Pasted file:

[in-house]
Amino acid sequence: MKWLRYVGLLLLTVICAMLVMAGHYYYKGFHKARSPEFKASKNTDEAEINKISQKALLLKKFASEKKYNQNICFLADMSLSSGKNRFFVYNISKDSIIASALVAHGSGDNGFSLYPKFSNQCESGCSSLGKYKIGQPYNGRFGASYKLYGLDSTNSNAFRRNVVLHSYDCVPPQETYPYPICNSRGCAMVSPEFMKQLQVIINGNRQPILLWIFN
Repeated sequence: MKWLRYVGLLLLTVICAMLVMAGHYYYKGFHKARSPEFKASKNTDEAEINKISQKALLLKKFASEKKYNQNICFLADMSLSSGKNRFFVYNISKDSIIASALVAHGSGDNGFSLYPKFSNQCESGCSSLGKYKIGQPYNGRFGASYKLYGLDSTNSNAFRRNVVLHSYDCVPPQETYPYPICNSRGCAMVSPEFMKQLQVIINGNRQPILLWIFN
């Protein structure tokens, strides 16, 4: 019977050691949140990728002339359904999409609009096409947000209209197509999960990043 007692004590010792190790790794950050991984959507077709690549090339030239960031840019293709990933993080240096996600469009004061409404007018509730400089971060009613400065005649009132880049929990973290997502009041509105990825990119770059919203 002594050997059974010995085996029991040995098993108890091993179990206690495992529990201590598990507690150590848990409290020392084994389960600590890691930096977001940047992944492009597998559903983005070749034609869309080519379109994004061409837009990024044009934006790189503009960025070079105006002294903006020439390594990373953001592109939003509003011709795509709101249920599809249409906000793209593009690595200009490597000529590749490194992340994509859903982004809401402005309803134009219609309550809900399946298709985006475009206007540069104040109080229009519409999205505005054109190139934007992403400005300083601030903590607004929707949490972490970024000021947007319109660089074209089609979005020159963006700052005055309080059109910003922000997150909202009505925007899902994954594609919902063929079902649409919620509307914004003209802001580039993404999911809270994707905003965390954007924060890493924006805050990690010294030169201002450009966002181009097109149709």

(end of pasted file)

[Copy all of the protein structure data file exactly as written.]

[in-house]
Amino acid sequence: MKWLRYVGLLLLTVICAMLVMAGHYYYKGFHKARSPEFKASKNTDEAEINKISQKALLLKKFASEKKYNQNICFLADMSLSSGKNRFFVYNISKDSIIASALVAHGSGDNGFSLYPKFSNQCESGCSSLGKYKIGQPYNGRFGASYKLYGLDSTNSNAFRRNVVLHSYDCVPPQETYPYPICNSRGCAMVSPEFMKQLQVIINGNRQPILLWIFN
Repeated sequence: MKWLRYVGLLLLTVICAMLVMAGHYYYKGFHKARSPEFKASKNTDEAEINKISQKALLLKKFASEKKYNQNICFLADMSLSSGKNRFFVYNISKDSIIASALVAHGSGDNGFSLYPKFSNQCESGCSSLGKYKIGQPYNGRFGASYKLYGLDSTNSNAFRRNVVLHSYDCVPPQETYPYPICNSRGCAMVSPEFMKQLQVIINGNRQPILLWIFN
């Protein structure tokens, strides 16, 4: 019977050691949140990728002339359904999409609009096409947000209209197509999960990043 007692004590010792190790790794950050991984959507077709690549090339030239960031840019293709990933993080240096996600469009004061409404007018509730400089971060009613400065005649009132880049929990973290997502009041509105990825990119770059919203 002594050997059974010995085996029991040995098993108890091993179990206690495992529990201590598990507690150590848990409290020392084994389960600590890691930096977001940047992944492009597998559903983005070749034609869309080519379109994004061409837009990024044009934006790189503009960025070079105006002294903006020439390594990373953001592109939003509003011709795509709101249920599809249409906000793209593009690595200009490597000529590749490194992340994509859903982004809401402005309803134009219609309550809900399946298709985006475009206007540069104040109080229009519409999205505005054109190139934007992403400005300083601030903590607004929707949490972490970024000021947007319109660089074209089609979005020159963006700052005055309080059109910003922000997150909202009505925007899902994954594609919902063929079902649409919620509307914004003209802001580039993404999911809270994707905003965390954007924060890493924006805050990690010294030169201002450009966002181009097109149709």